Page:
• Peanutsrevenge - Thursday, January 20, 2011 - link

    I have the HTC Hero aswell running Cyanogenmod ROM for 2.2 and the BT Turbo Remote software is showing in my market (version 1.0.9) if you wanna recheck it Ian and update the article.

    Interesting that you had such trouble with the Gigabyte board, I went off Asus a few years ago due to several glitches, bugs and DOAs and switched to speccing / recommending Gigabyte for friends and customers.
    Hope this is a one off for them rather than the end of a faultless era!
  • sweetspot - Thursday, January 20, 2011 - link

    Why do MOBO test sites all fail to add sound quality test to the benchmarks ?? Most folks spending over 150.00 for a mobo and playing games and entertainment, would like nice quality sound as well.

    Cant spend 190 bucks without asking the sound question, nobody would by a board without the over all picture, not just A wins B in a frames bench test.

    Is sound onboard good or not ? do we lose xfire / SLI if we go with add on sound card option . Nobody would buy a mobo without asking that simple question as well, and why does every single review site 99% of the time skip a simple sound quality mention on boards they test ??

    No mention of sound quality in a mobo review is just pitifull, cant be that hard to tell someone if it even works or not, alot of boards onboard sound is broken on release, all the review sites always fail to skip that test, so it never gets seen when they give nice review so people go out and buy busted parts.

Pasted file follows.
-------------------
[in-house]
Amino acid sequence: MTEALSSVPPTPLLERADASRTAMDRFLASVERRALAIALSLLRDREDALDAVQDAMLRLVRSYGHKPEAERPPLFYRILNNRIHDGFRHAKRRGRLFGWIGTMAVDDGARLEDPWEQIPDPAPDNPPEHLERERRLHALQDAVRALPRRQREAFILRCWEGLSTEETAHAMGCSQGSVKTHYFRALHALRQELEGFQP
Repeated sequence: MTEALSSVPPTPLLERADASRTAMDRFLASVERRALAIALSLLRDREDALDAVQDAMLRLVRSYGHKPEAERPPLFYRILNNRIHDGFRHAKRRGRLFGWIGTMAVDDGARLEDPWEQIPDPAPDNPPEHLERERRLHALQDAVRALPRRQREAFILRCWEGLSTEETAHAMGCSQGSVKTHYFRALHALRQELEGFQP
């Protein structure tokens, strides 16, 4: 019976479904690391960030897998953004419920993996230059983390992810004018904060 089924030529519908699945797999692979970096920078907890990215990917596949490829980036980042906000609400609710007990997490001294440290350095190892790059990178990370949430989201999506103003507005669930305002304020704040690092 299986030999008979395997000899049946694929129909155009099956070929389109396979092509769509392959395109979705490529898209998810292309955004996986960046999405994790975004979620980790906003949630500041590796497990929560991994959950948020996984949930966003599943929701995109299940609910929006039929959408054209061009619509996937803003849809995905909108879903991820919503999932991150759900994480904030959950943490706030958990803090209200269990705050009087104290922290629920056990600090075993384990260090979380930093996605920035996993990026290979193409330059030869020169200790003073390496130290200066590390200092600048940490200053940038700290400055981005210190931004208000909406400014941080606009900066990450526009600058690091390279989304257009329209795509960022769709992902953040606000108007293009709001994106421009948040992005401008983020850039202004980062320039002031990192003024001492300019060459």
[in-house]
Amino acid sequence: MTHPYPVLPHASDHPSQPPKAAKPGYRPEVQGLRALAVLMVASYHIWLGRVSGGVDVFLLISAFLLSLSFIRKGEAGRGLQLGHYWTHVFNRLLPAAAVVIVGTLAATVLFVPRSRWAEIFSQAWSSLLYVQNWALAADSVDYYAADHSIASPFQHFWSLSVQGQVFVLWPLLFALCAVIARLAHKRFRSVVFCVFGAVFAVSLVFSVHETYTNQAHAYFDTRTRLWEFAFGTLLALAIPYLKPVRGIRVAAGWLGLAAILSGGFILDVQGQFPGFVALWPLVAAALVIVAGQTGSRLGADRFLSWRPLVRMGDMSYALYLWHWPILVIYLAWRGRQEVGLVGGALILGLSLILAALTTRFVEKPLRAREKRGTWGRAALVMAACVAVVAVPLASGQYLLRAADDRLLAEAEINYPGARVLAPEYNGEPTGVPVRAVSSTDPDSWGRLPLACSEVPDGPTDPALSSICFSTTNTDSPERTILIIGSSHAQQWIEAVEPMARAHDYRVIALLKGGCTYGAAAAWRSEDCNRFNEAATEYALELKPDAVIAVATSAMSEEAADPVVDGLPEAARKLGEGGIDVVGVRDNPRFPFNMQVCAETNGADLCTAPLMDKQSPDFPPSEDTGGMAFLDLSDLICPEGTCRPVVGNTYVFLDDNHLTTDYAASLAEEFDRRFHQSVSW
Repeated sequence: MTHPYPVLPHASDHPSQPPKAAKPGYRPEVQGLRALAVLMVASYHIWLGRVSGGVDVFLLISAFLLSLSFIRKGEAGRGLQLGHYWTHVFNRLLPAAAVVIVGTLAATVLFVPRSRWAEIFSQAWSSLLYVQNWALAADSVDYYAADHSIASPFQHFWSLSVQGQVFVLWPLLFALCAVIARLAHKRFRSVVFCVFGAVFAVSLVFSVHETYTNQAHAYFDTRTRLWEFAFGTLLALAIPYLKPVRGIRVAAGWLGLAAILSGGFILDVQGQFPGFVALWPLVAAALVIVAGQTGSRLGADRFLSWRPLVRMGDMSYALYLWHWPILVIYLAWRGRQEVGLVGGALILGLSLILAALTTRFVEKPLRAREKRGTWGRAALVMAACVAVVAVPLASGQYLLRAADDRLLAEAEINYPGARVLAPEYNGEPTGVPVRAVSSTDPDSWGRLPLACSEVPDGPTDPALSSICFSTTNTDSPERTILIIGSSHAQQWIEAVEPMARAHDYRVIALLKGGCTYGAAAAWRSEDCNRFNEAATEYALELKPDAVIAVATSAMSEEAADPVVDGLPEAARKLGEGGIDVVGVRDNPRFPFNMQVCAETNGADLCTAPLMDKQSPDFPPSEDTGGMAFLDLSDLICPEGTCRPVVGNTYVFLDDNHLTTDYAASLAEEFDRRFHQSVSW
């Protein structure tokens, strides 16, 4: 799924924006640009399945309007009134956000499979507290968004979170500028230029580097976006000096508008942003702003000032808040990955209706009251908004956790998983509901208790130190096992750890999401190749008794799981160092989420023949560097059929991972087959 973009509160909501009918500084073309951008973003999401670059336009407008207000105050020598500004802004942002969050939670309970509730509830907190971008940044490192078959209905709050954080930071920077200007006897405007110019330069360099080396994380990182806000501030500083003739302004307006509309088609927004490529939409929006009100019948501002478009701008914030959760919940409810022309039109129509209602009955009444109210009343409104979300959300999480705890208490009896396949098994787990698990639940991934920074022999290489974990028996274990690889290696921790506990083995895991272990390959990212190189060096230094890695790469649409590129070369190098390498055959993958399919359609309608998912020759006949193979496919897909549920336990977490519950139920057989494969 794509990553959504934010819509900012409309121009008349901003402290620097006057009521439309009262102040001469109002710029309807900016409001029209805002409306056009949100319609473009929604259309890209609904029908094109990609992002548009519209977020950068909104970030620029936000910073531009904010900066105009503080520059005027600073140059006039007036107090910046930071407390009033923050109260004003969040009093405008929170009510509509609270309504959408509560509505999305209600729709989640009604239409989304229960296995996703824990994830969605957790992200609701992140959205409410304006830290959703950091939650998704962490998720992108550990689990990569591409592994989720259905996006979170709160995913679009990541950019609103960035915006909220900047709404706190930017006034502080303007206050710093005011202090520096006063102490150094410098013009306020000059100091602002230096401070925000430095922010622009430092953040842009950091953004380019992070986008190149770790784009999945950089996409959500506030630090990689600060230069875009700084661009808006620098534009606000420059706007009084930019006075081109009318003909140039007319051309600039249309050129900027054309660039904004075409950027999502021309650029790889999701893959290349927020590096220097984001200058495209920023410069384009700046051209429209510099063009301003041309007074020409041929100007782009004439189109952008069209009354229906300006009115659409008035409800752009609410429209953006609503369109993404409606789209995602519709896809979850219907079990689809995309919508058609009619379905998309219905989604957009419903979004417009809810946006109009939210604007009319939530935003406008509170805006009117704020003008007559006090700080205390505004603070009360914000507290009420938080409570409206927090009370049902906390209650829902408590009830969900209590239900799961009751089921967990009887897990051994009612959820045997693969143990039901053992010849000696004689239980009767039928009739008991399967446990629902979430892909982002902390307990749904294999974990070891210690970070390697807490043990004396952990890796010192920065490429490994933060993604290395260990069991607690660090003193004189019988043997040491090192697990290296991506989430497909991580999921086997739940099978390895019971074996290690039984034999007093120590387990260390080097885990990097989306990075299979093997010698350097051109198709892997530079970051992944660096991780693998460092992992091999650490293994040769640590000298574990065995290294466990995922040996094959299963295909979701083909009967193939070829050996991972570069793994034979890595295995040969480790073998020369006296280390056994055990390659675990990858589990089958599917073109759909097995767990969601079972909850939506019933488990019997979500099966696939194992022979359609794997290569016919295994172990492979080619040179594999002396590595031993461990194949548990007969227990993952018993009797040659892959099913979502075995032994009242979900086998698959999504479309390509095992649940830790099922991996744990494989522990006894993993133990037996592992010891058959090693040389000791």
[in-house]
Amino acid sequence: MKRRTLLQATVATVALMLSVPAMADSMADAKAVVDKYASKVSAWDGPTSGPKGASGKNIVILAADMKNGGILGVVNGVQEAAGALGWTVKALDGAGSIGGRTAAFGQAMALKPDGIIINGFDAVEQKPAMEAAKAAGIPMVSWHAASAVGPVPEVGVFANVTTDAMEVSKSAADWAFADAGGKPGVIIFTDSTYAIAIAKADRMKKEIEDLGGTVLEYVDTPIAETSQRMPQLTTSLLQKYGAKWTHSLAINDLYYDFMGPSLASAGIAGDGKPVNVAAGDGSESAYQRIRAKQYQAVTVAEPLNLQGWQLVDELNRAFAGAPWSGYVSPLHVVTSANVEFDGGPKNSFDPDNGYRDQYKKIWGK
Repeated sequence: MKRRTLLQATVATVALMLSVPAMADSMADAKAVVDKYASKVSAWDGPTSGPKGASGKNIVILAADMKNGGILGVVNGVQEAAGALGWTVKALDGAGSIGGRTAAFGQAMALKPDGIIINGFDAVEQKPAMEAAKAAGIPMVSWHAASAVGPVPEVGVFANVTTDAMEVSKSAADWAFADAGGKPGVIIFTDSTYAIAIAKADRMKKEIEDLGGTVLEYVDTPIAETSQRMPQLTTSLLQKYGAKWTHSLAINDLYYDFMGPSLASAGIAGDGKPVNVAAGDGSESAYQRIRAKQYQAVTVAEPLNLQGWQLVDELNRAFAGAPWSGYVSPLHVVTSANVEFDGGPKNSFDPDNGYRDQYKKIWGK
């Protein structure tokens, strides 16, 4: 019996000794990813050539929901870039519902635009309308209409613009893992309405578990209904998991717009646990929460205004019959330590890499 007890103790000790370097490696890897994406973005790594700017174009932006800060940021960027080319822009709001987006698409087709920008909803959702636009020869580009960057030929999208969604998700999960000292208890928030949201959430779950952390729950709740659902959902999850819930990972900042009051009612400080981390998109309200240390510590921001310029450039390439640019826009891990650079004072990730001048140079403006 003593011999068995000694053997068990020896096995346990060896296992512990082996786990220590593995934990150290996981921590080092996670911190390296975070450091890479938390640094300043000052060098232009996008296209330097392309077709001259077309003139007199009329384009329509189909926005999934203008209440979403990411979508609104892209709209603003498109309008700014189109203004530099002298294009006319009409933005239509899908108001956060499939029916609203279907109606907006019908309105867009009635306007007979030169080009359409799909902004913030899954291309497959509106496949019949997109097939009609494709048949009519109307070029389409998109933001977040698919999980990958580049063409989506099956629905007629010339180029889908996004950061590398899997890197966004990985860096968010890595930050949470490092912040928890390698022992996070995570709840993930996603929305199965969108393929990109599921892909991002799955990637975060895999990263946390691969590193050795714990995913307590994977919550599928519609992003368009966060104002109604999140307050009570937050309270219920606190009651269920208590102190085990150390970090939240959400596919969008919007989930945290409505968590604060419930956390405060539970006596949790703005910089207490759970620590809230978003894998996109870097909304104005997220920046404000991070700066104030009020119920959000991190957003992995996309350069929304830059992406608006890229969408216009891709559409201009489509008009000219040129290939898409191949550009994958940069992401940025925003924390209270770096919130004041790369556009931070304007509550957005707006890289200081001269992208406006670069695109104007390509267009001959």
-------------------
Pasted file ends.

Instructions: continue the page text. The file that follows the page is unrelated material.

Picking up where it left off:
A simple basic sound paragraph mention as to yes sound in games / videos / chatting were clean and x # of channels responded correctly. Or sound worked but the mic and mic boost options were broken, so dont buy if you online chat which alot of poeple do? How do you skip such a important detail ??

    All this was, is a comparison of 190 bucks worth or silence!!
  • kepstin - Friday, January 21, 2011 - link

    If you really care about sound quality, you're probably going to end up using a digital audio output; either co-ax/optical on the motherboard, or via HDMI. At that point it doesn't matter which sound card you have, because you're not using the onboard DAC at all.
  • Rick83 - Friday, January 21, 2011 - link

    The quality of the clock generator still matters, though.
  • sweetspot - Friday, January 21, 2011 - link

    Not true as the question poised clearly states,

    Most would think a mobo review would include some sort of sound testing as well as just frames, But no sound quality test or mentions in review of 2 different boards comparison, So review of which is faster but no other quality reasons of the boards are compared aka sound ?? why ??

    The cost of extra sound card makes huge difference in product purchases, and not reviewing the key pieces is not helpfull at all in my opinion.